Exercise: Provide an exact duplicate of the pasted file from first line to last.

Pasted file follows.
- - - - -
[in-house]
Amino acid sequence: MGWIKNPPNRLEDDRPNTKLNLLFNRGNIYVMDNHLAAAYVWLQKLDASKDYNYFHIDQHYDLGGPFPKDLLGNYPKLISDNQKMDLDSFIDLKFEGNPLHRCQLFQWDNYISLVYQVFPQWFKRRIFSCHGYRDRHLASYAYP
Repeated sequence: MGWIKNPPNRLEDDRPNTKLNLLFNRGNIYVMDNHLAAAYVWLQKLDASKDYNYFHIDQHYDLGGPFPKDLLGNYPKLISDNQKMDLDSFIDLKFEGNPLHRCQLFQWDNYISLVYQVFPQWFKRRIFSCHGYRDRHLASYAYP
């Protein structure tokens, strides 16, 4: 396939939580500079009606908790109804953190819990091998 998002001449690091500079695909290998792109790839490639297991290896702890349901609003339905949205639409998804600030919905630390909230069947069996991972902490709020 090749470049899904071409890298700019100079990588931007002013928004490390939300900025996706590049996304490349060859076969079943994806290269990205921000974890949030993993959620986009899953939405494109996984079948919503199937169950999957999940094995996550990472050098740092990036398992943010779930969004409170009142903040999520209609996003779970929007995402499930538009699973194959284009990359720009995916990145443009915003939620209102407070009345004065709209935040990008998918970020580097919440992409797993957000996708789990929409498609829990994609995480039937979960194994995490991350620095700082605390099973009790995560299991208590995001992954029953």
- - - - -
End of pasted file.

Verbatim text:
[in-house]
Amino acid sequence: MGWIKNPPNRLEDDRPNTKLNLLFNRGNIYVMDNHLAAAYVWLQKLDASKDYNYFHIDQHYDLGGPFPKDLLGNYPKLISDNQKMDLDSFIDLKFEGNPLHRCQLFQWDNYISLVYQVFPQWFKRRIFSCHGYRDRHLASYAYP
Repeated sequence: MGWIKNPPNRLEDDRPNTKLNLLFNRGNIYVMDNHLAAAYVWLQKLDASKDYNYFHIDQHYDLGGPFPKDLLGNYPKLISDNQKMDLDSFIDLKFEGNPLHRCQLFQWDNYISLVYQVFPQWFKRRIFSCHGYRDRHLASYAYP
């Protein structure tokens, strides 16, 4: 396939939580500079009606908790109804953190819990091998 998002001449690091500079695909290998792109790839490639297991290896702890349901609003339905949205639409998804600030919905630390909230069947069996991972902490709020 090749470049899904071409890298700019100079990588931007002013928004490390939300900025996706590049996304490349060859076969079943994806290269990205921000974890949030993993959620986009899953939405494109996984079948919503199937169950999957999940094995996550990472050098740092990036398992943010779930969004409170009142903040999520209609996003779970929007995402499930538009699973194959284009990359720009995916990145443009915003939620209102407070009345004065709209935040990008998918970020580097919440992409797993957000996708789990929409498609829990994609995480039937979960194994995490991350620095700082605390099973009790995560299991208590995001992954029953």